A shout out goes to Jimmy Smith this week, because like me, he’s a multi-tasker, and not only dispatches, but is a deputy too.
Letha Byrd gets a shout out because she’s awesome, and invites me to the Walmart going-on’s.
A shout out also goes to William Sexton, who is the Principal at Goose Rock Elementary. He’s probably one of the most awesome people I know, because he cares a lot about his school, students, teachers, and staff.
Shout outs/congrats goes to the winners of the Homemaker Photography Show! Please keep taking pictures.
Last Updated on Wednesday, 14 September 2011 14:01
Wednesday, 07 September 2011 12:20
With the Labor Day rain comes the fall. Or, that’s my prediction for the week. Leaves are turning and falling, and I look for my favorite stores to start to get in a plethora of scares and pea coats and my incredibly talented friend Kim Rogers works to knit me lovely hats. I’m thinking of my favorite music which resonates the feeling of this time every 365 days: Felice Brothers, Belle & Sebastian, Wolf Parade.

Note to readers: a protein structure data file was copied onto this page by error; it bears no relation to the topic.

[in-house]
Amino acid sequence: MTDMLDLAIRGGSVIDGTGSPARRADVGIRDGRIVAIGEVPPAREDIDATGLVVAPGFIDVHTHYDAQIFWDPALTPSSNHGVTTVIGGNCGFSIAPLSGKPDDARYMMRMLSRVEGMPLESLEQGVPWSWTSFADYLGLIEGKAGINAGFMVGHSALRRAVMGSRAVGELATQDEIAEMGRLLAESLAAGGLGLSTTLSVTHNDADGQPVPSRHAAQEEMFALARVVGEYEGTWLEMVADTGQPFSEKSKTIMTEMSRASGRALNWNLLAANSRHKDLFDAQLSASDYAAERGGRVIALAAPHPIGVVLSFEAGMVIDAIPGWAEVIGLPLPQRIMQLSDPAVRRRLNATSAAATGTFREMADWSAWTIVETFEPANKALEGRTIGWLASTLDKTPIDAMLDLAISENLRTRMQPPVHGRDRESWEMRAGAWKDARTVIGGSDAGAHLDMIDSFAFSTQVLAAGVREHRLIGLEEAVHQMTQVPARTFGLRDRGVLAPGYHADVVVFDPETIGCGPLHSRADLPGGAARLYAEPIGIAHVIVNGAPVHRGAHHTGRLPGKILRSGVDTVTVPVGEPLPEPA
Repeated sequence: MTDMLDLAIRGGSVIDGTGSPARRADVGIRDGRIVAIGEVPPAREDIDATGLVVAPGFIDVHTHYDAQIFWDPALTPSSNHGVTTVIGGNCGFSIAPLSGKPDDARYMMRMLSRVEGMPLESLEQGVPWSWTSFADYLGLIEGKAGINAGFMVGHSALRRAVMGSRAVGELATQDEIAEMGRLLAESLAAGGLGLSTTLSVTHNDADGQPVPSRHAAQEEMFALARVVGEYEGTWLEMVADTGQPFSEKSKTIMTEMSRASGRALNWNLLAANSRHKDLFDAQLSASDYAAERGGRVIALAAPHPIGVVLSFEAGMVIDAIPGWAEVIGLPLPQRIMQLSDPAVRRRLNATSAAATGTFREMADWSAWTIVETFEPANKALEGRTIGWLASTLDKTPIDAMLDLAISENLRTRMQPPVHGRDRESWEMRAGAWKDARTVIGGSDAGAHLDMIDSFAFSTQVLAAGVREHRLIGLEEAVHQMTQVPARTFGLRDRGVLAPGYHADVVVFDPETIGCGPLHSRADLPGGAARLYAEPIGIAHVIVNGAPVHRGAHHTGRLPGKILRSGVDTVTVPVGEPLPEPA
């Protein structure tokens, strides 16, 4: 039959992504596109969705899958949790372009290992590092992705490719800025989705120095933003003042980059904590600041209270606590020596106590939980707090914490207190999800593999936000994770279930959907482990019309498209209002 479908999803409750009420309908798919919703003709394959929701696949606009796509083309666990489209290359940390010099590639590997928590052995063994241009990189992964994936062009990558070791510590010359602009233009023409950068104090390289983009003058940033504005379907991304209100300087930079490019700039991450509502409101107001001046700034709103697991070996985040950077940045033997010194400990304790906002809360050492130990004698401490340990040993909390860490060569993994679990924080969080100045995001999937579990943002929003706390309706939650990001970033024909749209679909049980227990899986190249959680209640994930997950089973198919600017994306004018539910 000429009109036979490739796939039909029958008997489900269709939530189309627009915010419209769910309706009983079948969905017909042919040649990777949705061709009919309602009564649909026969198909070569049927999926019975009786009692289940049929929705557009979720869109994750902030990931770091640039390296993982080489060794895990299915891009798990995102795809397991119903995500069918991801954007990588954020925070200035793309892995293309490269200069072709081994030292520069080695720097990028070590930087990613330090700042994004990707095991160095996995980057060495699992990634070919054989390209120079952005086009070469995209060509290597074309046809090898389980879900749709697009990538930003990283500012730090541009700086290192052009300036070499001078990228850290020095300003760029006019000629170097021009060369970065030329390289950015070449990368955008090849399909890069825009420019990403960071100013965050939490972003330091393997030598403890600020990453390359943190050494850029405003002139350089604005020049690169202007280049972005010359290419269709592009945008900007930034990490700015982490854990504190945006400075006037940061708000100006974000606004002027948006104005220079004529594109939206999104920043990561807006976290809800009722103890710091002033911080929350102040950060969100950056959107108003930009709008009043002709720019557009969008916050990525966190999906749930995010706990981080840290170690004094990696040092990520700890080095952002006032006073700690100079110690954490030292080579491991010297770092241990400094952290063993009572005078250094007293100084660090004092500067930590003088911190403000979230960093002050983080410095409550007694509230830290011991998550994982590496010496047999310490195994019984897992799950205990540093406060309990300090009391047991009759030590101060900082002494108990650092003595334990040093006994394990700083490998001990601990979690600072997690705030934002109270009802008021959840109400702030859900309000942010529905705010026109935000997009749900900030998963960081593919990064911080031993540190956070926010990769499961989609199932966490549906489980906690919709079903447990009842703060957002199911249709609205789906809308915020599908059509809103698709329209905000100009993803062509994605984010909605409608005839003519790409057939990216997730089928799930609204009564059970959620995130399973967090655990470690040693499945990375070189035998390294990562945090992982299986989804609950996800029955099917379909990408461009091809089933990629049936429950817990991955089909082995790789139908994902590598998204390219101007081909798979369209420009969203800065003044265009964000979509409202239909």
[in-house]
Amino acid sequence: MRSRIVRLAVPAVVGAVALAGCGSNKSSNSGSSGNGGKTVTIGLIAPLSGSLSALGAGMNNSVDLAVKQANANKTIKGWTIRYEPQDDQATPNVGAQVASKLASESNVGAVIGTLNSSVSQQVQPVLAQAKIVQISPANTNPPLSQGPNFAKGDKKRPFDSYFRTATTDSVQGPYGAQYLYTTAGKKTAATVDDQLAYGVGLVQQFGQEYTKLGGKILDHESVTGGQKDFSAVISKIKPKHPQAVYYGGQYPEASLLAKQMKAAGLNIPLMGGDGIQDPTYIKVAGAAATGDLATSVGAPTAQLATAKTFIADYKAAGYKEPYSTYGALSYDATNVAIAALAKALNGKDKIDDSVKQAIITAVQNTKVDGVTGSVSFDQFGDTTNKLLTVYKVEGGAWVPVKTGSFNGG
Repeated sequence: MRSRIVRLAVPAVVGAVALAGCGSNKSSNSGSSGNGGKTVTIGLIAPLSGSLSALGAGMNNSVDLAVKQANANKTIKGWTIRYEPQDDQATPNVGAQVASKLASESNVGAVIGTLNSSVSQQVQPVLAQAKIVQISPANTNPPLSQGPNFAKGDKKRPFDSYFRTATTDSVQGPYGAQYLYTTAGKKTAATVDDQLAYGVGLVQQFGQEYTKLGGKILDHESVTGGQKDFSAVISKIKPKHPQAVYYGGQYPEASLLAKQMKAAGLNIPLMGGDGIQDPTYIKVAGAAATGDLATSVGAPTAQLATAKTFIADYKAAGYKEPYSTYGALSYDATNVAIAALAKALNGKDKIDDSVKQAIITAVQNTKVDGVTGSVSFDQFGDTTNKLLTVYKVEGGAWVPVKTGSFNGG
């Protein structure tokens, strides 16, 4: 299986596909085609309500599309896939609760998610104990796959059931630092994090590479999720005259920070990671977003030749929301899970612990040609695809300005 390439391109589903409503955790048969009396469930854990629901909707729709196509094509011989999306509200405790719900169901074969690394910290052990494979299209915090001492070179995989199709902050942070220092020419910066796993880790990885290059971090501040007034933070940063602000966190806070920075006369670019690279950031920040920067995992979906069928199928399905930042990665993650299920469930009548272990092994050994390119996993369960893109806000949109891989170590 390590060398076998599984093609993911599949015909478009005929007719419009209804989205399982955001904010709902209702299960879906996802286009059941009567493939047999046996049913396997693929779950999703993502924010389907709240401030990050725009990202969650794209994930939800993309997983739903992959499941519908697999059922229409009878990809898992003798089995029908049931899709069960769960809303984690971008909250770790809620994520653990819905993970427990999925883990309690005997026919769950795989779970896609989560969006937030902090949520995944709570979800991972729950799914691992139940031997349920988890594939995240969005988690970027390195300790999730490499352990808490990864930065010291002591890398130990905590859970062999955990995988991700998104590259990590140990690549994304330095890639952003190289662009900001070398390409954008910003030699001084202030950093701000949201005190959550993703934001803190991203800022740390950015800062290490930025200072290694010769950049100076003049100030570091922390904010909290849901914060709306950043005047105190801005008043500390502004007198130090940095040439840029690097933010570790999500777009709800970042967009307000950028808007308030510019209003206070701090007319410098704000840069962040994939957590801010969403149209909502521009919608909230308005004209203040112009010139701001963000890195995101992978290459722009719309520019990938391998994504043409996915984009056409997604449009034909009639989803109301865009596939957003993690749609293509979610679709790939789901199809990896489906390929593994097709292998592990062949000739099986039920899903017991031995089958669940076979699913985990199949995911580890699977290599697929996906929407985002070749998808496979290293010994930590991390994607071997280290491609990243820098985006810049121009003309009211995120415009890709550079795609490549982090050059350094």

While sometimes I wish I lived in a tropical climate (especially from the months of January to March) I am thankful to live in an area where the seasons are apparent. There’s something sincerely incredible about the new smell of old that infiltrates the air about this time, and makes you want for other smells, like pumpkin spice and fresh baked confections.
Nothing really beats a brisk autumn chill at the end of a heavy, Appalachian summer. It’s like a cup of coffee at the end of an extremely home cooked meal. Fall means more to me now that I’m in school as well. Books and studying and the change of seasons just go together.
Bearing this in mind, I say bye for now to my summer, which I happily report as being the best I’ve had in 22 years. And the way I look forward to next summer cannot be described in any words I can articulate at this moment.